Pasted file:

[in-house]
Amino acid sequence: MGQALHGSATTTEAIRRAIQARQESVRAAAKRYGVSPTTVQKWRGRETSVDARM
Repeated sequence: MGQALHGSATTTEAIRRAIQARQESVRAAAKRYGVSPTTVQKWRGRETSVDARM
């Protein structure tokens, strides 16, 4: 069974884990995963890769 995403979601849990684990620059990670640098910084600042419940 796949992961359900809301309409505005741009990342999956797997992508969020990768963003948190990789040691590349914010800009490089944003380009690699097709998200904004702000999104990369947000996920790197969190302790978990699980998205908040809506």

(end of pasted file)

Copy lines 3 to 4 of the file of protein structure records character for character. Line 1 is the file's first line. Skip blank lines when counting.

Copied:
Repeated sequence: MGQALHGSATTTEAIRRAIQARQESVRAAAKRYGVSPTTVQKWRGRETSVDARM
């Protein structure tokens, strides 16, 4: 069974884990995963890769 995403979601849990684990620059990670640098910084600042419940 796949992961359900809301309409505005741009990342999956797997992508969020990768963003948190990789040691590349914010800009490089944003380009690699097709998200904004702000999104990369947000996920790197969190302790978990699980998205908040809506």